Impressions of Robert the Doll: A Projection of Us
On the far East Side of the Island of Key West pushed against the lapping waves of the sea stands the remains of the Fort East Martello. I say this not in jest, upon my visit of the fort to see the infamous Robert the Doll, one side of the fort was completely closed, sunk under several feet of water due to a small surge from Hurricane Dorian.
Robert the Doll, an over-sized doll stuffed with straw and clothed in a cute sailor suite, clutching a small tattered stuffed lion, sits in a glass case in the middle of the long corridor in the only open side of the fort. Random antique pieces, including old cemetery stones and a horse drawn hearse fill in every empty space and corners. None of the items in the museum are well preserved and exposed to the weather elements and humidity. No air conditioner was available to the building, much like the rest of Key West public spaces. Robert the Doll sits alone on his pedestal next to a change collections container. The haunted doll has become the main attraction for the museum to raise the much-needed funding for future restoration projects.
Alone with the doll in the middle of an empty, humid hallway, my first impressions of the hundred-year-old doll was unimpressive. Still, I felt the presence of a male entity in the room, but not coming from the doll. The doll, in fact, had no energy at all to it and sat quietly looking back at me through the glass. I setup some camera equipment and took a few dozen photos before wrapping up the session with the doll.
It was while taking a short break that I had any real experiences at all. I walked outside to the courtyard to cool down. It was a rather hot and humid day, even by Key West weather standards. The walls of the fort seemed to drip with humidity, everything felt damp, partly from the flooded hallways of the fort. Outside in the courtyard is where I felt the haunting was, not anywhere near the doll. I picked up more from the walls and grounds of the fort than around the casing of the doll. I had one experience in which my legs felt weak, felt that familiar heaviness around me, and chills tingled down my spine. A male figure was there around me, but was he part of the doll? He was a middle-aged man, and seemed to be displaced either by an event, an illness, or possibly both.
Moving back inside, I came to believe that the haunting was more centered around the fort. I did some quick research after that day and found that the fort was built in 1864 by the Union Army in anticipation of defending Key West from Confederate Attack. The Key West Port would reopen maritime supplies to the Confederates throughout the Southern Panhandle and possibly up the Atlantic East Coast if taken. Though that battle never happened, Fort East Martello was constructed and manned mainly by boy union soldiers. Isolated from the rest of the States during the Civil War, not much is mentioned regarding these soldiers other than many of them would fall from illness rather than from line of duty. It is reported that nearly half of the soldiers stationed at the fort would fall to Yellow Fever. Tropical heat and the isolation of being on an island and living in close quarters made the disease inescapable for the troops that resided there.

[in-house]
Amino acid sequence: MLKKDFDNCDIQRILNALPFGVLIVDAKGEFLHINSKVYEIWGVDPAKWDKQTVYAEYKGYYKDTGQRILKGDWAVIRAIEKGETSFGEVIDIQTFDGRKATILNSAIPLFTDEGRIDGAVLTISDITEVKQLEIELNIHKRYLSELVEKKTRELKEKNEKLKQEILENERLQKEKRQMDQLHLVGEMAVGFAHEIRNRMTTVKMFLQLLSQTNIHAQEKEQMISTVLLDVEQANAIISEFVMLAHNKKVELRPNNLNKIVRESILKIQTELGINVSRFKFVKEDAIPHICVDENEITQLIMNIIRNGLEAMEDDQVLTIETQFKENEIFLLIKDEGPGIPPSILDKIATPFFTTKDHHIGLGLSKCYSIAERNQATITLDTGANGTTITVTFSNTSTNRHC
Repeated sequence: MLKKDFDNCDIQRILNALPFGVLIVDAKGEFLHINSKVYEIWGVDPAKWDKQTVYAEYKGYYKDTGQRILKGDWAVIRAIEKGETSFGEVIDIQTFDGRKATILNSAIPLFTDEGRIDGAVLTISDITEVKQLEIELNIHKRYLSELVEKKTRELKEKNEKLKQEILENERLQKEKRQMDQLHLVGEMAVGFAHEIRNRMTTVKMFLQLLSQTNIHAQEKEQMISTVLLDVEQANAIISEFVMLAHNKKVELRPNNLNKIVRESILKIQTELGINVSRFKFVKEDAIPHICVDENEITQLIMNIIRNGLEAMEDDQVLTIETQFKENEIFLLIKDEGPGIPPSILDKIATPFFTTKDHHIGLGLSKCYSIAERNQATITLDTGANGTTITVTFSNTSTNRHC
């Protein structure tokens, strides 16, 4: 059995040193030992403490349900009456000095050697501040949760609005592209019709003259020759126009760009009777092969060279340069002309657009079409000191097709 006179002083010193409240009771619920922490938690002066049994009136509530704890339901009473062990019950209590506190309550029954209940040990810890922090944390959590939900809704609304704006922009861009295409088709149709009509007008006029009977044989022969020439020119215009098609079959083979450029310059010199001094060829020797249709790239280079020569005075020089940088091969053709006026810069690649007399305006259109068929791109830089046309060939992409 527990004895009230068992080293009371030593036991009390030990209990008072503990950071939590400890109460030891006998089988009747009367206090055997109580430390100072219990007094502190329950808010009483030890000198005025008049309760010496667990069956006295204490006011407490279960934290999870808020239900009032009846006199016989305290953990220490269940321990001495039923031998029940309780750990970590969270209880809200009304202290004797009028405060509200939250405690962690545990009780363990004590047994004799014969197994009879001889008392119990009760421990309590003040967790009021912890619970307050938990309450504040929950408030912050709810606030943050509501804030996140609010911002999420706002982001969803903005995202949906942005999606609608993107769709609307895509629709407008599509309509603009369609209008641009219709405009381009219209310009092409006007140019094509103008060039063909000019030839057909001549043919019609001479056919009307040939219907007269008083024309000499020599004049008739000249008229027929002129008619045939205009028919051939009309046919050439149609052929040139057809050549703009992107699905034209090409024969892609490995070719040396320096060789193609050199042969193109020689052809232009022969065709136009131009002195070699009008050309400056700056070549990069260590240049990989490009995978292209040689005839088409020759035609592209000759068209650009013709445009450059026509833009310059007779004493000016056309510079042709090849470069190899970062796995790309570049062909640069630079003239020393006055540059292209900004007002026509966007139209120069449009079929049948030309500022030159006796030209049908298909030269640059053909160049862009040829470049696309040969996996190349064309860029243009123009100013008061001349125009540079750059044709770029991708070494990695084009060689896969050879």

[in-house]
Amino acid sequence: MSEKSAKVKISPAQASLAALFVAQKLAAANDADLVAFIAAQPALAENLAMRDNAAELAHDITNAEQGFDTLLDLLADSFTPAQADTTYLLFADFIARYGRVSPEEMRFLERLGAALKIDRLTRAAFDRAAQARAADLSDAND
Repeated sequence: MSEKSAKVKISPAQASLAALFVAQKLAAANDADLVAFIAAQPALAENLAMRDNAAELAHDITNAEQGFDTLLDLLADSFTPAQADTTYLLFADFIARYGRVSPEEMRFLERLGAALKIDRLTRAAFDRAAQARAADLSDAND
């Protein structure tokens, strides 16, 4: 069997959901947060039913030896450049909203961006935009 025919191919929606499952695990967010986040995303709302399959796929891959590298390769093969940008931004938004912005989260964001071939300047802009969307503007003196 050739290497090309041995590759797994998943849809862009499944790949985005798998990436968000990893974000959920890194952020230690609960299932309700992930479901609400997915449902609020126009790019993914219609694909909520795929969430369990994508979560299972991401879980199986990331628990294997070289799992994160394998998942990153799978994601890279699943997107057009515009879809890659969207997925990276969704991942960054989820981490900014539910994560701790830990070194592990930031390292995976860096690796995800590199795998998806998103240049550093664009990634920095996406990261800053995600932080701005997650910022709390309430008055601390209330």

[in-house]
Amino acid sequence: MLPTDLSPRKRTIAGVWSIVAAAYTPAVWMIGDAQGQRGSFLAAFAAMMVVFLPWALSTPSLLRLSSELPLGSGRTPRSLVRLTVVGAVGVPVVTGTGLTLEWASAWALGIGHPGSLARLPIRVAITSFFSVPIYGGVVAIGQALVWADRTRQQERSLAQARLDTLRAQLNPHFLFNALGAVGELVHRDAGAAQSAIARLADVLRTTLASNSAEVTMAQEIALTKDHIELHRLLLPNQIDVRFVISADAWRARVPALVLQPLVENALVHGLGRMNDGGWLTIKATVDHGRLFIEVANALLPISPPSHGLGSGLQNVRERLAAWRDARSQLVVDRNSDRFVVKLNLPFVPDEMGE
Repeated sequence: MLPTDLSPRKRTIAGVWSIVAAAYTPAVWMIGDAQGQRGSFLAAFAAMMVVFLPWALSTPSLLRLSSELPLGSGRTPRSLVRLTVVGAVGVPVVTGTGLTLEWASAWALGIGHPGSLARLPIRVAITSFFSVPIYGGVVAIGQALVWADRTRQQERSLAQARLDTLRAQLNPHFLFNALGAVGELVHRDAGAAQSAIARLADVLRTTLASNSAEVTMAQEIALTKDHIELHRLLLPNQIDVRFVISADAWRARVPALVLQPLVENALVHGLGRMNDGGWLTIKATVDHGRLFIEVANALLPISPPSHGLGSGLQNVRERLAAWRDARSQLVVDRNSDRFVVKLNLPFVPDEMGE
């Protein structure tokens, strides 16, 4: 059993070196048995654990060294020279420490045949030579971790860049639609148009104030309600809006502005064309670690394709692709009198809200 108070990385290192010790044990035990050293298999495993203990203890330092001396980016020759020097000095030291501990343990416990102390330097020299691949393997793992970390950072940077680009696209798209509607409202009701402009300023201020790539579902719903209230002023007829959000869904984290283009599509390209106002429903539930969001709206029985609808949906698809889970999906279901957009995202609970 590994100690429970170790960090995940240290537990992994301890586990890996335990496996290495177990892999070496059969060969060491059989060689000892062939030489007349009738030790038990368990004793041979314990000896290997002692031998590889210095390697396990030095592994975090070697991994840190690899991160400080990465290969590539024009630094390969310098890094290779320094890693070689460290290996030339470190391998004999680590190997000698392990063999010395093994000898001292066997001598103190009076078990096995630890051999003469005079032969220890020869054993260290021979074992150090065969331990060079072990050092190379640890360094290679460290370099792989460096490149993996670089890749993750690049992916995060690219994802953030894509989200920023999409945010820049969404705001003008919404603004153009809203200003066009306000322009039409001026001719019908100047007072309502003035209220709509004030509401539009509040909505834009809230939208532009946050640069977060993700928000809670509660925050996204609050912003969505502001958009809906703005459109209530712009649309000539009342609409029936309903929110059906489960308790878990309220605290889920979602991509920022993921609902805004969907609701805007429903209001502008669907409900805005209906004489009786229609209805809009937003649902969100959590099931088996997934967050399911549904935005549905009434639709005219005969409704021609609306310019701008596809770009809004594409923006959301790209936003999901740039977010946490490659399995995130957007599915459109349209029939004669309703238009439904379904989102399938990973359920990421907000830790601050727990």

So, what is the story on the doll? As it turns out, most of the legends surrounding the doll are incorrect and just that, legend. Even the story of where the doll came from proved false. After interviewing a researcher at Florida State National Archives, the doll was given to Eugene Otto in 1904 by his late grandfather, Joseph Otto, MD who was well traveled and a physician who was specializing in treating tropical related diseases such as Yellow Fever and Malaria. The doll was a present during one of his many travels to study and treat tropical related diseases. Upon further research, no information is available to prove anything about the doll being haunted or having any place in Eugene’s later life, who inherited his family’s home on Eaton Street and lived out his days as an oil painter and garden designer. It was only after Eugene passed, and the house was sold did the doll resurface.
Stories reside about his wife’s relationship with the doll; however, no records indicate truth to any of these stories. There is one notable fact, however, and that is Eugene’s late wife Ann Parker is not buried in the family plot next to Eugene Otto. Annette Parker passed just two years after her marriage to Eugene. Further research is being done to find her whereabouts.
With these facts in mind, why would the paranormal community think the doll was haunted enough to be dubbed the largest voodoo doll in the nation? Lack of research on by ghost hunting groups plays a big factor in this, as well as paranormal thrill seekers looking for that otherworldly experience. As with any object that is visited time and again, and subject to rituals, seances, etc., energy is left over in the object from the handlers. People have projected themselves into this doll. It is my theory that the haunting of Robert the Doll is merely all the projections of all the accumulated ghost hunters and thrill seekers who have ever encountered the doll. If you are looking for ghosts in Key West, look into your own eyes with Robert the Doll. The haunting is a creation of all of us!
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